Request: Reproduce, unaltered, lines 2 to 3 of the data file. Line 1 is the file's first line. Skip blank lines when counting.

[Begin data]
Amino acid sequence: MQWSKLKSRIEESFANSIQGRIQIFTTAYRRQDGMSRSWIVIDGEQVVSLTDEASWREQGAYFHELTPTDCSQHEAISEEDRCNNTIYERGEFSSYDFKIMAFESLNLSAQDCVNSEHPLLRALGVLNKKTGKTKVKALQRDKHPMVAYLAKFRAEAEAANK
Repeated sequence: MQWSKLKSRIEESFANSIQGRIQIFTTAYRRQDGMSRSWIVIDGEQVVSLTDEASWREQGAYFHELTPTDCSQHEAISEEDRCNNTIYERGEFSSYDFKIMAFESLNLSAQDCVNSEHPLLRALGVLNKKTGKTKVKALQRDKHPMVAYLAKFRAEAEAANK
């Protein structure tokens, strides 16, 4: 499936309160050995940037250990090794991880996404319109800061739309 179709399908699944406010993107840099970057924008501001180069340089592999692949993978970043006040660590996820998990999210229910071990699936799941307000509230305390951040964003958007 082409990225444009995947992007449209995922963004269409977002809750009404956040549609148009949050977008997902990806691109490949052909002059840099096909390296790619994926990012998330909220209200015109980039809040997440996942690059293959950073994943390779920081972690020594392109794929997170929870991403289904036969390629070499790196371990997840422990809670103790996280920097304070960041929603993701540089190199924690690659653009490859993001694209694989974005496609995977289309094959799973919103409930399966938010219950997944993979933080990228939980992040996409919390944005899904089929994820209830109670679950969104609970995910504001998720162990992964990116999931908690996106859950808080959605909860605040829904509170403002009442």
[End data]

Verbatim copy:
Repeated sequence: MQWSKLKSRIEESFANSIQGRIQIFTTAYRRQDGMSRSWIVIDGEQVVSLTDEASWREQGAYFHELTPTDCSQHEAISEEDRCNNTIYERGEFSSYDFKIMAFESLNLSAQDCVNSEHPLLRALGVLNKKTGKTKVKALQRDKHPMVAYLAKFRAEAEAANK
């Protein structure tokens, strides 16, 4: 499936309160050995940037250990090794991880996404319109800061739309 179709399908699944406010993107840099970057924008501001180069340089592999692949993978970043006040660590996820998990999210229910071990699936799941307000509230305390951040964003958007 082409990225444009995947992007449209995922963004269409977002809750009404956040549609148009949050977008997902990806691109490949052909002059840099096909390296790619994926990012998330909220209200015109980039809040997440996942690059293959950073994943390779920081972690020594392109794929997170929870991403289904036969390629070499790196371990997840422990809670103790996280920097304070960041929603993701540089190199924690690659653009490859993001694209694989974005496609995977289309094959799973919103409930399966938010219950997944993979933080990228939980992040996409919390944005899904089929994820209830109670679950969104609970995910504001998720162990992964990116999931908690996106859950808080959605909860605040829904509170403002009442």